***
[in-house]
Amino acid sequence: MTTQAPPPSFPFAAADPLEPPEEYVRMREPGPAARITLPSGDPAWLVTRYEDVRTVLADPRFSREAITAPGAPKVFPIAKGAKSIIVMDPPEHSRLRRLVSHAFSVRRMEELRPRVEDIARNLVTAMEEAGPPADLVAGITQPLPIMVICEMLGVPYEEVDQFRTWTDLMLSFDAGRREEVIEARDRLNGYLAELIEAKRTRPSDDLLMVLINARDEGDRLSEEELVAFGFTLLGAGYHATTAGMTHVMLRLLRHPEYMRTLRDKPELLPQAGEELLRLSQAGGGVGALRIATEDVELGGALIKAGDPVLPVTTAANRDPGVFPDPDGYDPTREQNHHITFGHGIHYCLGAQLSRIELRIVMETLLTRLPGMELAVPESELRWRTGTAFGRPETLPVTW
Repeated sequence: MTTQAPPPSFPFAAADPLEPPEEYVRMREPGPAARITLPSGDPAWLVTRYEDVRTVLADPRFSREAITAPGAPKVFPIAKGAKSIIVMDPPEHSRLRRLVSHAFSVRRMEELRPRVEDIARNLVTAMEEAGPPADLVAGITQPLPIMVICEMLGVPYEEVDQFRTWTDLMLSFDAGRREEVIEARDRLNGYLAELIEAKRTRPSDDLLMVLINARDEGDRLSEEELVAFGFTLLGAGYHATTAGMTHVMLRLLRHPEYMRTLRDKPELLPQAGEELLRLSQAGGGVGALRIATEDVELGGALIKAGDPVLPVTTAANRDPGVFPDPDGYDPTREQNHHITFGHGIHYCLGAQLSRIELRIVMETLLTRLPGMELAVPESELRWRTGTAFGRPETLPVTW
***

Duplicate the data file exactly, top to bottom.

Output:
[in-house]
Amino acid sequence: MTTQAPPPSFPFAAADPLEPPEEYVRMREPGPAARITLPSGDPAWLVTRYEDVRTVLADPRFSREAITAPGAPKVFPIAKGAKSIIVMDPPEHSRLRRLVSHAFSVRRMEELRPRVEDIARNLVTAMEEAGPPADLVAGITQPLPIMVICEMLGVPYEEVDQFRTWTDLMLSFDAGRREEVIEARDRLNGYLAELIEAKRTRPSDDLLMVLINARDEGDRLSEEELVAFGFTLLGAGYHATTAGMTHVMLRLLRHPEYMRTLRDKPELLPQAGEELLRLSQAGGGVGALRIATEDVELGGALIKAGDPVLPVTTAANRDPGVFPDPDGYDPTREQNHHITFGHGIHYCLGAQLSRIELRIVMETLLTRLPGMELAVPESELRWRTGTAFGRPETLPVTW
Repeated sequence: MTTQAPPPSFPFAAADPLEPPEEYVRMREPGPAARITLPSGDPAWLVTRYEDVRTVLADPRFSREAITAPGAPKVFPIAKGAKSIIVMDPPEHSRLRRLVSHAFSVRRMEELRPRVEDIARNLVTAMEEAGPPADLVAGITQPLPIMVICEMLGVPYEEVDQFRTWTDLMLSFDAGRREEVIEARDRLNGYLAELIEAKRTRPSDDLLMVLINARDEGDRLSEEELVAFGFTLLGAGYHATTAGMTHVMLRLLRHPEYMRTLRDKPELLPQAGEELLRLSQAGGGVGALRIATEDVELGGALIKAGDPVLPVTTAANRDPGVFPDPDGYDPTREQNHHITFGHGIHYCLGAQLSRIELRIVMETLLTRLPGMELAVPESELRWRTGTAFGRPETLPVTW